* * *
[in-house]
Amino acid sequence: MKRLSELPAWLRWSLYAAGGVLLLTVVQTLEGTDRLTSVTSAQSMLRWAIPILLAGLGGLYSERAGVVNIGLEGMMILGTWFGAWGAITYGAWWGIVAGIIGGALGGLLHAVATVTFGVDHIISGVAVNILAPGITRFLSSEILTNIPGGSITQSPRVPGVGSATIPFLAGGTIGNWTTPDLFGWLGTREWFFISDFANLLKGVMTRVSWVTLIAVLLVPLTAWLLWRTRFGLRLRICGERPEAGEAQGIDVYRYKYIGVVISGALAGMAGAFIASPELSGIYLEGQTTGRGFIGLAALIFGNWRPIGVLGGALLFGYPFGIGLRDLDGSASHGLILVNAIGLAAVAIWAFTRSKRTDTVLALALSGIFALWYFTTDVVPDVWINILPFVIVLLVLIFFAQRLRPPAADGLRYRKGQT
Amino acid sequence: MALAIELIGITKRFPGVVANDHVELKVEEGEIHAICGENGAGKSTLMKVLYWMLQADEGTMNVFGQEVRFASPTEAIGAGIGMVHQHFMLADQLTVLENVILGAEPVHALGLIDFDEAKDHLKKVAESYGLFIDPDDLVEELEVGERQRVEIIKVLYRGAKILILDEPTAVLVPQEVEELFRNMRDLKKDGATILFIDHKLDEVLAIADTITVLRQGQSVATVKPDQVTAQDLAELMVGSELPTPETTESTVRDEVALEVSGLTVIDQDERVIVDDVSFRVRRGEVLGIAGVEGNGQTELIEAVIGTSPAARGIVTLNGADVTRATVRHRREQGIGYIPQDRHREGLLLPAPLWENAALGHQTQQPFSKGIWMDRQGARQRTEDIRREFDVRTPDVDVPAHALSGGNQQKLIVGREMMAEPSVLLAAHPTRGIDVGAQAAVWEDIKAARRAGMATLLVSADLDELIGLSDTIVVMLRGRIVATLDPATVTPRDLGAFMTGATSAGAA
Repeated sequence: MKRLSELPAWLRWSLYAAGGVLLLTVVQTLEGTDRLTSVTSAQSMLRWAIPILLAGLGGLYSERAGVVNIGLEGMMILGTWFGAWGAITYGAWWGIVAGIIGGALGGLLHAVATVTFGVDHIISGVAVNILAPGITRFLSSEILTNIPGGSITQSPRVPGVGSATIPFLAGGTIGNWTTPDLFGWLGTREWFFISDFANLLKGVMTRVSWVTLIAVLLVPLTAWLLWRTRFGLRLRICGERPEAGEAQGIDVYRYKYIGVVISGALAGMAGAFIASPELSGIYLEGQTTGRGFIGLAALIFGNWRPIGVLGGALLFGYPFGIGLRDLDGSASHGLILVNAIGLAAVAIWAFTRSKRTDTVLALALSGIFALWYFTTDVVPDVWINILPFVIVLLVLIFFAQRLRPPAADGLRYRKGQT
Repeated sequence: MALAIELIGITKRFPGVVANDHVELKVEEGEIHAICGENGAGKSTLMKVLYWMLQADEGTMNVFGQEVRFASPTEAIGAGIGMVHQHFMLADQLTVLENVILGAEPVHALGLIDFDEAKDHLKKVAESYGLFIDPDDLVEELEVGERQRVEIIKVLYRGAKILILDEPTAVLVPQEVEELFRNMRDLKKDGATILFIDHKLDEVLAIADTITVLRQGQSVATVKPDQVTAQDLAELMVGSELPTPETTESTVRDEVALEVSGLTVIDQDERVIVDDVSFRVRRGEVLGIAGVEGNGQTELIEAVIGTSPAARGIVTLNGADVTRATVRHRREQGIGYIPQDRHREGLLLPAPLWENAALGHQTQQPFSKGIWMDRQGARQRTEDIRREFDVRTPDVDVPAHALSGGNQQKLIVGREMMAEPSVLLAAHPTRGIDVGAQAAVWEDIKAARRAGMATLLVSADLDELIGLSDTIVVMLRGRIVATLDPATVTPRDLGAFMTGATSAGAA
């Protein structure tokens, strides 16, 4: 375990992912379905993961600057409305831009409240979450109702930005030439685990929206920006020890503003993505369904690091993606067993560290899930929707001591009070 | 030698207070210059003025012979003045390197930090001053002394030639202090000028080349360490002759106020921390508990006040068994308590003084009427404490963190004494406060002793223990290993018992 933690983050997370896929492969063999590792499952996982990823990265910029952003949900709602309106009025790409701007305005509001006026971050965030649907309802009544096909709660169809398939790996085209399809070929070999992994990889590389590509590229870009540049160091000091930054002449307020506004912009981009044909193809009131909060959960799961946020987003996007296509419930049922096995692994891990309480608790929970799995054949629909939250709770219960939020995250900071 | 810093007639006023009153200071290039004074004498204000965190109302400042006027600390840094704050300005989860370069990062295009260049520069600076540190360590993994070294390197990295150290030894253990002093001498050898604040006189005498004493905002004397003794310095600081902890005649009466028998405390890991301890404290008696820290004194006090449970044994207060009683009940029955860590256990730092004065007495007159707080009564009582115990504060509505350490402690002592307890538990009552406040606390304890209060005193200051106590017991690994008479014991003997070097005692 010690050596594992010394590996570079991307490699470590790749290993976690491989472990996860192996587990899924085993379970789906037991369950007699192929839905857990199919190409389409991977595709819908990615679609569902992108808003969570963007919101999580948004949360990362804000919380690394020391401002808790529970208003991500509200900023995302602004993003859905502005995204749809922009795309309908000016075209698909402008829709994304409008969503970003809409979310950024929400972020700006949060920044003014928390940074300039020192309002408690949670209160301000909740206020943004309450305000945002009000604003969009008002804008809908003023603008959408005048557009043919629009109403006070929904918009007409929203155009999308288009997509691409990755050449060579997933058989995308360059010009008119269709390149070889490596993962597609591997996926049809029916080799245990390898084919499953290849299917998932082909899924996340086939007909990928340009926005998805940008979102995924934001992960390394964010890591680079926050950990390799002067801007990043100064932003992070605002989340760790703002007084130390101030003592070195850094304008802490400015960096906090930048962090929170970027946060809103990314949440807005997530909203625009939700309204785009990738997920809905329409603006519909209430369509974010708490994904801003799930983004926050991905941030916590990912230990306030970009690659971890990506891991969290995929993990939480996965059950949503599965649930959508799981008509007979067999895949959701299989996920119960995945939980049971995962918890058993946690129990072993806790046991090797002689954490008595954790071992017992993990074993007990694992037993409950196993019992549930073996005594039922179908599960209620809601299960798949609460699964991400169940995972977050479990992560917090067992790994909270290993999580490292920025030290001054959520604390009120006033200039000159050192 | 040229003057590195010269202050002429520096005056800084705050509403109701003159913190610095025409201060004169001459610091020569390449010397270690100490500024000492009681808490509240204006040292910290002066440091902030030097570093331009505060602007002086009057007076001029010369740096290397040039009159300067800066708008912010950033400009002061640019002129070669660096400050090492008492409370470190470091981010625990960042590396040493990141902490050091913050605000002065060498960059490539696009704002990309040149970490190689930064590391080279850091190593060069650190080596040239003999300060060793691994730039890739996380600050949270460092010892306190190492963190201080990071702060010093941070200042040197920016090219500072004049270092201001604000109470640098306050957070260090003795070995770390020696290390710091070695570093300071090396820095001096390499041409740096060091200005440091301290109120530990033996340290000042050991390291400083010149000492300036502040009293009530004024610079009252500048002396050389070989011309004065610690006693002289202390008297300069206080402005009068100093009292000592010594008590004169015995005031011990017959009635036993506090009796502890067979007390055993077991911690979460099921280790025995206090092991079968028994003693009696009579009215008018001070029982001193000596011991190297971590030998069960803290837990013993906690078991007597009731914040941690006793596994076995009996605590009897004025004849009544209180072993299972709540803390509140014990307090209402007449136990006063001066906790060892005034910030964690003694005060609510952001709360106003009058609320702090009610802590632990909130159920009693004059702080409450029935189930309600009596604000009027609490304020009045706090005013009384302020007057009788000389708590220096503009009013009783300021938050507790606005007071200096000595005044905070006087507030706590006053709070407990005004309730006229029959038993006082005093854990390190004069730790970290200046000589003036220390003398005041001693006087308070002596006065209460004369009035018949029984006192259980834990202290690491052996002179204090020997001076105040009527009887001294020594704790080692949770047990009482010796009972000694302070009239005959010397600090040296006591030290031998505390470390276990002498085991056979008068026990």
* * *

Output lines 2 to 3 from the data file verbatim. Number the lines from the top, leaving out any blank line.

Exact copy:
Amino acid sequence: MKRLSELPAWLRWSLYAAGGVLLLTVVQTLEGTDRLTSVTSAQSMLRWAIPILLAGLGGLYSERAGVVNIGLEGMMILGTWFGAWGAITYGAWWGIVAGIIGGALGGLLHAVATVTFGVDHIISGVAVNILAPGITRFLSSEILTNIPGGSITQSPRVPGVGSATIPFLAGGTIGNWTTPDLFGWLGTREWFFISDFANLLKGVMTRVSWVTLIAVLLVPLTAWLLWRTRFGLRLRICGERPEAGEAQGIDVYRYKYIGVVISGALAGMAGAFIASPELSGIYLEGQTTGRGFIGLAALIFGNWRPIGVLGGALLFGYPFGIGLRDLDGSASHGLILVNAIGLAAVAIWAFTRSKRTDTVLALALSGIFALWYFTTDVVPDVWINILPFVIVLLVLIFFAQRLRPPAADGLRYRKGQT
Amino acid sequence: MALAIELIGITKRFPGVVANDHVELKVEEGEIHAICGENGAGKSTLMKVLYWMLQADEGTMNVFGQEVRFASPTEAIGAGIGMVHQHFMLADQLTVLENVILGAEPVHALGLIDFDEAKDHLKKVAESYGLFIDPDDLVEELEVGERQRVEIIKVLYRGAKILILDEPTAVLVPQEVEELFRNMRDLKKDGATILFIDHKLDEVLAIADTITVLRQGQSVATVKPDQVTAQDLAELMVGSELPTPETTESTVRDEVALEVSGLTVIDQDERVIVDDVSFRVRRGEVLGIAGVEGNGQTELIEAVIGTSPAARGIVTLNGADVTRATVRHRREQGIGYIPQDRHREGLLLPAPLWENAALGHQTQQPFSKGIWMDRQGARQRTEDIRREFDVRTPDVDVPAHALSGGNQQKLIVGREMMAEPSVLLAAHPTRGIDVGAQAAVWEDIKAARRAGMATLLVSADLDELIGLSDTIVVMLRGRIVATLDPATVTPRDLGAFMTGATSAGAA